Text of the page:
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AzuchiMomoyama Period Art, Architecture & Pottery

Instructor: David Juliao

David has a bachelor's degree in architecture, has done research in architecture, arts and design and has worked in the field for several years.

In this lesson, learn about a time of political unification in Japan: The Azuchi-Momoyama Period. We will study the main characteristics of its military and residential architecture and explore the pottery and other artworks from this time.

The Azuchi-Momoyama Period

During most of the 16th century, Japan suffered wars and political turmoil, and it was divided among feudal lords who controlled the different provinces. Then, in the last three decades of that century, most of the country was reunified and order was restored; that was the Azuchi-Momoyama period.

The Azuchi-Momoyama period started around 1573 and lasted until approximately 1600. Oda Nobunaga and his successor Toyotomi Hideyoshi fought to politically unify Japan under a single regime, bringing the feudal order to an end. This era received its name from the two main fortresses and centers of power at the time: the Azuchi castle, selected by Nobunaga as the seat of government; and the Momoyama castle, a symbol of Hideyoshi's power.

The Momoyama Castle, also known as Fushimi
Momoyama Castle

Architecture

The architecture during this era was heavily influenced by wars. Decades of conflict started in the second half of the 15th century, thus promoting military architecture. During that time, most of the feudal lords erected their own castles as defensive structures and symbols of power.

The Azuchi-Momoyama period was a continuation of that military architecture. Therefore, constructions from this period were focused on castles and, to a lesser extent, residential settings. The creation of religious temples was nearly abandoned.

The Castles

By the time Nobunaga assumed control over Japan, each domain was allowed to have one castle. Each region had their own designers and engineers for these castles, but most structures consisted of a central tower, inner gardens and several fortified structures.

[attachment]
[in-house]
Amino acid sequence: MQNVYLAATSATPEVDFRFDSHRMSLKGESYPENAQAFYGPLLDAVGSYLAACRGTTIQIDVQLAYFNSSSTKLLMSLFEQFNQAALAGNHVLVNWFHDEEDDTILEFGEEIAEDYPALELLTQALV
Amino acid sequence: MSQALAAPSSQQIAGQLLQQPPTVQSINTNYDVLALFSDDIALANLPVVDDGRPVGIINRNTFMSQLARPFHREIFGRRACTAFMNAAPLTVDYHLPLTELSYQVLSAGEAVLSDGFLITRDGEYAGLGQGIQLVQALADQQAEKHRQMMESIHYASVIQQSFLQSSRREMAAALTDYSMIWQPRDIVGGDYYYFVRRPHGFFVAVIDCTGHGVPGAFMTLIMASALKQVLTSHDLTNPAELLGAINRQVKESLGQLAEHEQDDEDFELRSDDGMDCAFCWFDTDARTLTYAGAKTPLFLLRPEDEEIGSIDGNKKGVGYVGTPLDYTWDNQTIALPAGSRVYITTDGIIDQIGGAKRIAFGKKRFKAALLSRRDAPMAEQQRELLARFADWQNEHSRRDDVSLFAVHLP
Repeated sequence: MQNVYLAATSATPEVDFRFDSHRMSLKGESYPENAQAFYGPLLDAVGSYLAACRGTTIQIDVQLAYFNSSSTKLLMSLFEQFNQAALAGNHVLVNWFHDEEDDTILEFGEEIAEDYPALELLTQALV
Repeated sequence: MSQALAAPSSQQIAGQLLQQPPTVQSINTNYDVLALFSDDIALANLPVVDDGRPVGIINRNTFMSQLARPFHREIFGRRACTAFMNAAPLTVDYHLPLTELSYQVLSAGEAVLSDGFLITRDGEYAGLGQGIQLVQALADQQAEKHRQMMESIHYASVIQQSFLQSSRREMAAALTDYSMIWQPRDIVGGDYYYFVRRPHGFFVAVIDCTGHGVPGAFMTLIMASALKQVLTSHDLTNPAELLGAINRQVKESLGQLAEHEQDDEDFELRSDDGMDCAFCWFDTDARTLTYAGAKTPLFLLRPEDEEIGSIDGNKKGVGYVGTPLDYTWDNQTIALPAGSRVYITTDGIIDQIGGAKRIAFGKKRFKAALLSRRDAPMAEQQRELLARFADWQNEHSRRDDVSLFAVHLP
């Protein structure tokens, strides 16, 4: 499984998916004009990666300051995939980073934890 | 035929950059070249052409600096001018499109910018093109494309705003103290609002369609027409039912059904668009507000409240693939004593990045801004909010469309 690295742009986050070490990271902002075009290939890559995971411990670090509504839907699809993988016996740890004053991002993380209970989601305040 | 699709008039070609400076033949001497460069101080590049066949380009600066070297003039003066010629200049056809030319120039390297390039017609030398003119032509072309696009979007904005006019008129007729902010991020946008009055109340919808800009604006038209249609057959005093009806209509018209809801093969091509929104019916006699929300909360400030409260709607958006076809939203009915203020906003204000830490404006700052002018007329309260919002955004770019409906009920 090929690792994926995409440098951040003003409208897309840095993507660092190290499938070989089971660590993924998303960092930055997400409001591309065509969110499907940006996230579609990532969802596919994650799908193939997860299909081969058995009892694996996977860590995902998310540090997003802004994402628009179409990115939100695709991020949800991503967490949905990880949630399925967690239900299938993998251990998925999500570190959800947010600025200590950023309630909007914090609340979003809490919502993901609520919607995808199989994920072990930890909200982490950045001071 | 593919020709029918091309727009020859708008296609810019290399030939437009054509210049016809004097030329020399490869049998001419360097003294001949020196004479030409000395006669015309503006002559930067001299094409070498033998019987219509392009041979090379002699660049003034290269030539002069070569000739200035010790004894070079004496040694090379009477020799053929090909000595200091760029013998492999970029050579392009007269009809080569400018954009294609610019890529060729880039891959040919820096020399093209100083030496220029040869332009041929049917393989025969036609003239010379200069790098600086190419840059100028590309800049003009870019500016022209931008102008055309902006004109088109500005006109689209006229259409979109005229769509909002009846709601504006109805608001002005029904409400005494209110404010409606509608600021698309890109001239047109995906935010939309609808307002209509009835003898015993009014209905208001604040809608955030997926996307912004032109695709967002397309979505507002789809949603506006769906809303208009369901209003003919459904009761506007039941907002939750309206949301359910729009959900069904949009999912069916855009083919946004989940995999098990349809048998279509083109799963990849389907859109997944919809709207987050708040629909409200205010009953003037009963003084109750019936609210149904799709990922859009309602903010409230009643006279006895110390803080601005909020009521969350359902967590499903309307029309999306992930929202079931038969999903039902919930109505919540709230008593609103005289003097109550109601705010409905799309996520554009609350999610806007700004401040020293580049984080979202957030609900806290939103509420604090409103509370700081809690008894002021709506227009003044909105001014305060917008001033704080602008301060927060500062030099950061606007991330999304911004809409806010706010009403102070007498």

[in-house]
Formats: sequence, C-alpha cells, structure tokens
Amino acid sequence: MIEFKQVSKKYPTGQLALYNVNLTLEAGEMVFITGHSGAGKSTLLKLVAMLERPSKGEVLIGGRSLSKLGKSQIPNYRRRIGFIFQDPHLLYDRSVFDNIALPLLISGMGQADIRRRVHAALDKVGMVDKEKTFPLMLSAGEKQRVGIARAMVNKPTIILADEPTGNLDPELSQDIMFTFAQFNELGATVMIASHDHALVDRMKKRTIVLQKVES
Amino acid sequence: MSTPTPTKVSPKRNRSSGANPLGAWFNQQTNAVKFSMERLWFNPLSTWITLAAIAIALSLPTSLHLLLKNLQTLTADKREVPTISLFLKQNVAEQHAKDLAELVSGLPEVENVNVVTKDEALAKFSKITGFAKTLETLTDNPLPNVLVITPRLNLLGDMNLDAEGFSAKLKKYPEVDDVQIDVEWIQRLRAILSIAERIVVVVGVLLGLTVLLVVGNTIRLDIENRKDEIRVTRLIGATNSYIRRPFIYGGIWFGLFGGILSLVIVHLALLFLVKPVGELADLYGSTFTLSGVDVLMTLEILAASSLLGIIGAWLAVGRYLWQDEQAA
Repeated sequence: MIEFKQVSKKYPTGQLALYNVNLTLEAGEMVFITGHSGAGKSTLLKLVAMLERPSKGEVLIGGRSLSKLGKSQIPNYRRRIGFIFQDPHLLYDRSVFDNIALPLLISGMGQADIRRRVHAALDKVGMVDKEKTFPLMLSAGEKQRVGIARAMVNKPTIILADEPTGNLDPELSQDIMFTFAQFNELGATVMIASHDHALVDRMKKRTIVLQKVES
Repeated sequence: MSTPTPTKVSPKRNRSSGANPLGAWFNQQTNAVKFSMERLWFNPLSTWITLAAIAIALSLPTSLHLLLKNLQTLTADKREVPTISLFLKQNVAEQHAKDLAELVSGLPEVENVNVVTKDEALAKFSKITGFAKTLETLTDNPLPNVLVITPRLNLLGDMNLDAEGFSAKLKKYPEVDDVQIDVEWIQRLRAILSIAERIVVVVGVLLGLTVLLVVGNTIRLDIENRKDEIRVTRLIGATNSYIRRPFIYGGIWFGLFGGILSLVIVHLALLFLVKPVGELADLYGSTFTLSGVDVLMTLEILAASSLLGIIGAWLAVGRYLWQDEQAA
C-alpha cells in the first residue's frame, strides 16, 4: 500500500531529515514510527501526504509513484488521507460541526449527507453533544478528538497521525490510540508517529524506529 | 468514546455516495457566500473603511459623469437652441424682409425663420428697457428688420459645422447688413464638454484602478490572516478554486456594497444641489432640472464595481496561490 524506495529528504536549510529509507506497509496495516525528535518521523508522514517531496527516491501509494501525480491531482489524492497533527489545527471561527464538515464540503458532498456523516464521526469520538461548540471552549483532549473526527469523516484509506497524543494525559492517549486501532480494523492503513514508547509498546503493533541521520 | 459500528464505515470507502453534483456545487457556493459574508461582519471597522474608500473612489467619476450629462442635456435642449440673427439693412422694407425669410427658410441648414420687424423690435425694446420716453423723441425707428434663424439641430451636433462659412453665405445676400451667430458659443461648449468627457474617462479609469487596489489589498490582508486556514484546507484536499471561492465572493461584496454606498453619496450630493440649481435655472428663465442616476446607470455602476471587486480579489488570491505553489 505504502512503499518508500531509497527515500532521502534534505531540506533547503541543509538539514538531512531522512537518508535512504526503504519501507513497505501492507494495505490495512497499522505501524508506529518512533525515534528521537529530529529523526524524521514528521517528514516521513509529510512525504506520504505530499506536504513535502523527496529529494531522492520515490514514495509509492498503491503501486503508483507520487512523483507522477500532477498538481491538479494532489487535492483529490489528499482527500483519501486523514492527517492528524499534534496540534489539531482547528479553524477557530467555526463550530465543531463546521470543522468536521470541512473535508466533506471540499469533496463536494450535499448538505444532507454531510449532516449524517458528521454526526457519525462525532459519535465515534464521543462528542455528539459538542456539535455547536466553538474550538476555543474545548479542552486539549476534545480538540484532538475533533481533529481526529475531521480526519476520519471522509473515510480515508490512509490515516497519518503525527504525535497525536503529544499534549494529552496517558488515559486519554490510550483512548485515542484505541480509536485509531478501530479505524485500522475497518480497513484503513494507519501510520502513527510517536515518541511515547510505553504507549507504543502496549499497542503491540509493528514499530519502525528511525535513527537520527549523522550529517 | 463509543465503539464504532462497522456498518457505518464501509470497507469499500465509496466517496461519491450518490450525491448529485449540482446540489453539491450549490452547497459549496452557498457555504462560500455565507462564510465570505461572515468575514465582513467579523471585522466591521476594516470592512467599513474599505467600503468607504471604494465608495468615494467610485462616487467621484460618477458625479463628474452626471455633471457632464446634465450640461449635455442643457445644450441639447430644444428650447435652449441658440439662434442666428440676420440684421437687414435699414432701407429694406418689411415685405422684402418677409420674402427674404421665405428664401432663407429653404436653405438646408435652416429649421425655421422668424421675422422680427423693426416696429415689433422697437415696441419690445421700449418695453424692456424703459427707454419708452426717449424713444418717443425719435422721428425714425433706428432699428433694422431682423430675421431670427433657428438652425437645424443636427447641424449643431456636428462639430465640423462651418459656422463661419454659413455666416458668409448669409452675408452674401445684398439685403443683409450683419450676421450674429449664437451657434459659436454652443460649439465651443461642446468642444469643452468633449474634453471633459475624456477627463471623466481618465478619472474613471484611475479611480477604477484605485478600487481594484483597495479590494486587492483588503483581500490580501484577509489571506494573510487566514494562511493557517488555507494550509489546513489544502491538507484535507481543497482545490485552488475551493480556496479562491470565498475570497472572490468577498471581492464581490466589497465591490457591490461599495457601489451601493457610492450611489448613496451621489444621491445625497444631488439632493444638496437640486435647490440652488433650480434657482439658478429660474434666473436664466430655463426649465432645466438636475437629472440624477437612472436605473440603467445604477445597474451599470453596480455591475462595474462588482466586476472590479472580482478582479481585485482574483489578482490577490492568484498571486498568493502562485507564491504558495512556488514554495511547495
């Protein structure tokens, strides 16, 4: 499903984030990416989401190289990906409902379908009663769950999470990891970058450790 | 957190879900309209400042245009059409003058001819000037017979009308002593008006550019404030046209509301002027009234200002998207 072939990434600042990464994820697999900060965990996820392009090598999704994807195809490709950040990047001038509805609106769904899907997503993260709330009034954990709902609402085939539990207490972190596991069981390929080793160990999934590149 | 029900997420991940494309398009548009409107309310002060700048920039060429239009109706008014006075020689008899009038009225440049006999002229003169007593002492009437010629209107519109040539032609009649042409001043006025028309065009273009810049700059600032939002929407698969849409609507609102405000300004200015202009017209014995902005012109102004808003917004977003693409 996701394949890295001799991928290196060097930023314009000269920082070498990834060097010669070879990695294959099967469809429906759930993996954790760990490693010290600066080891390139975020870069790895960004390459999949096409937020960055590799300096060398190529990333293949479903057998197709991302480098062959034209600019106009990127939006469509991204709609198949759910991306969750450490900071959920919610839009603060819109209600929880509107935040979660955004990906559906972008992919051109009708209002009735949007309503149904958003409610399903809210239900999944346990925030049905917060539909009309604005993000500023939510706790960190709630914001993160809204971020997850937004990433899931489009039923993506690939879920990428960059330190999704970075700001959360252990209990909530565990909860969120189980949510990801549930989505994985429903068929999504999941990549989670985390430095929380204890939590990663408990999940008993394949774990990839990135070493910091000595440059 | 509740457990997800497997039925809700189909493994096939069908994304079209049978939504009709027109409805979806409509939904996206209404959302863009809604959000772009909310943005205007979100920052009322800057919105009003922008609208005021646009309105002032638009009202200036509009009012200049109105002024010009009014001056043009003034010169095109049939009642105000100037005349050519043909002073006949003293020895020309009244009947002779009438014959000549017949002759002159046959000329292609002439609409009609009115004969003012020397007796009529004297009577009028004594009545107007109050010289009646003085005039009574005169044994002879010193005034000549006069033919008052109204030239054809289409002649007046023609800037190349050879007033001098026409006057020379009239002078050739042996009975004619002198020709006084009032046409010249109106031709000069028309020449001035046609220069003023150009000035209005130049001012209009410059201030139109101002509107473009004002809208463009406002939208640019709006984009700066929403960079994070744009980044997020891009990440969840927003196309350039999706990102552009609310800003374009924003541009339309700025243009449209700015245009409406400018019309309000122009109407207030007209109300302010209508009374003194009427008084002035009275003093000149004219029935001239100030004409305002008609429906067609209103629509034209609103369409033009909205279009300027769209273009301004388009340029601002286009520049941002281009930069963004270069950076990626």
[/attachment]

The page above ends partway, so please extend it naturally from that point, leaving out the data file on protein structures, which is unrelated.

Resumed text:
The Matsumoto Castle
The Matsumoto Castle

The central tower was usually the tallest part of the castle and served as an outpost and as a defensive structure. The regent of the castle and his generals often used it for meetings and planning military tactics.

The internal gardens were a symbol of power and wealth, so these areas were often very elaborate. Tea ceremonies, formal reunions and other rituals usually took place there.

Generals, advisers and other important officials often lived inside the castle, so specific strategic rooms and structures were heavily fortified to keep them safe in the event of a siege.

Castles were usually enclosed by thick and tall stone walls. Deep water ditches surrounding the outer walls were common, making attacks to the castle more difficult.

Castle Decoration and Interiors

Gold and other precious metals were used for decoration and as a symbol of power, so the wealthier the region, the more ostentatiously decorated the castle.

Golden Tea Room inside the Momoyama Castle
Golden Tea Room

Sliding fusuma panels were commonly used for dividing interior areas. They consisted of a rectangular wooden frame that slid over wooden rails. The frame was often black-lacquered and had rice paper or cloth panels inside of it. Wealthy families had the fusuma panels painted in a variety of motifs, like landscapes and animals.

The Shoin-zukuri Houses

The Shoin-zukuri was an architectonic style that developed for residential constructions. It was innovative and introduced the use of square columns, replacing the lumber pillars used before. Another innovation was covering the floors completely in tatami, the traditional rice straw mats. Both elements became characteristics of the traditional Japanese architecture.

Pottery

The upper classes and a growing merchant class demanded pottery goods for daily use and also for the tea ceremonies that were becoming increasingly popular. There were two main types of pottery during this period:

  • The Shino wares were made out of fine white clay, which was then glazed with white feldspar (a natural mixture of minerals). Using iron glazes, the pieces were decorated with motifs related to nature.

A Shino Dish
A Shino Dish

  • The Raku wares consisted mostly of utensils for the tea ceremony. The pieces were entirely hand modeled, so each piece was unique. The pieces were commonly glazed in dark brown or cream colors. Also, the technique used was unique and consisted of heating and then quickly cooling the pieces. The abrupt change of temperature created unique effects on the glaze.

A Raku Teacup
A Raku Teacup

However, Chinese, Vietnamese and Korean pottery was in high demand in Japan at this time. It was usually glazed pottery colored in white, green and blue tones. These imported goods were preferred over the local products.

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